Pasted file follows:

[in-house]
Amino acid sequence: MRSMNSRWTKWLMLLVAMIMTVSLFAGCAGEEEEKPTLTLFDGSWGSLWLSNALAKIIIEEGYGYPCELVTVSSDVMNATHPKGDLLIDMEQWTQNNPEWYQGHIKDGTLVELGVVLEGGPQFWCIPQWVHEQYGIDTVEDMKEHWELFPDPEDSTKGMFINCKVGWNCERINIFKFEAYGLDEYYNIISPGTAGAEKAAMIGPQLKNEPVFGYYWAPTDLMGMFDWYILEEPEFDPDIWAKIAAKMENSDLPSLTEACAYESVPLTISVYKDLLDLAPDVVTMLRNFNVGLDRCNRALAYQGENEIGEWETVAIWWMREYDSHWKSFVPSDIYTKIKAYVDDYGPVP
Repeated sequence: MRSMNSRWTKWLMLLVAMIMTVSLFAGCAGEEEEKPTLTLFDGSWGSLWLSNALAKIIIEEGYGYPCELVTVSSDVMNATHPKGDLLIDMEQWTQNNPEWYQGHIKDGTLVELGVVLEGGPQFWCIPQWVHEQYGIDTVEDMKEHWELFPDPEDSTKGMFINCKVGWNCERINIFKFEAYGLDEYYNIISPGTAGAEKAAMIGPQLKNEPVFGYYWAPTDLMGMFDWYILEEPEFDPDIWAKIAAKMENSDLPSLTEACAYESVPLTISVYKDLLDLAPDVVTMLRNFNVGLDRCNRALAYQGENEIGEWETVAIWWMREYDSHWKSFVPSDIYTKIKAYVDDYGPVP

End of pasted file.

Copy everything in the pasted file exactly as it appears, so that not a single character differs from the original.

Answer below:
[in-house]
Amino acid sequence: MRSMNSRWTKWLMLLVAMIMTVSLFAGCAGEEEEKPTLTLFDGSWGSLWLSNALAKIIIEEGYGYPCELVTVSSDVMNATHPKGDLLIDMEQWTQNNPEWYQGHIKDGTLVELGVVLEGGPQFWCIPQWVHEQYGIDTVEDMKEHWELFPDPEDSTKGMFINCKVGWNCERINIFKFEAYGLDEYYNIISPGTAGAEKAAMIGPQLKNEPVFGYYWAPTDLMGMFDWYILEEPEFDPDIWAKIAAKMENSDLPSLTEACAYESVPLTISVYKDLLDLAPDVVTMLRNFNVGLDRCNRALAYQGENEIGEWETVAIWWMREYDSHWKSFVPSDIYTKIKAYVDDYGPVP
Repeated sequence: MRSMNSRWTKWLMLLVAMIMTVSLFAGCAGEEEEKPTLTLFDGSWGSLWLSNALAKIIIEEGYGYPCELVTVSSDVMNATHPKGDLLIDMEQWTQNNPEWYQGHIKDGTLVELGVVLEGGPQFWCIPQWVHEQYGIDTVEDMKEHWELFPDPEDSTKGMFINCKVGWNCERINIFKFEAYGLDEYYNIISPGTAGAEKAAMIGPQLKNEPVFGYYWAPTDLMGMFDWYILEEPEFDPDIWAKIAAKMENSDLPSLTEACAYESVPLTISVYKDLLDLAPDVVTMLRNFNVGLDRCNRALAYQGENEIGEWETVAIWWMREYDSHWKSFVPSDIYTKIKAYVDDYGPVP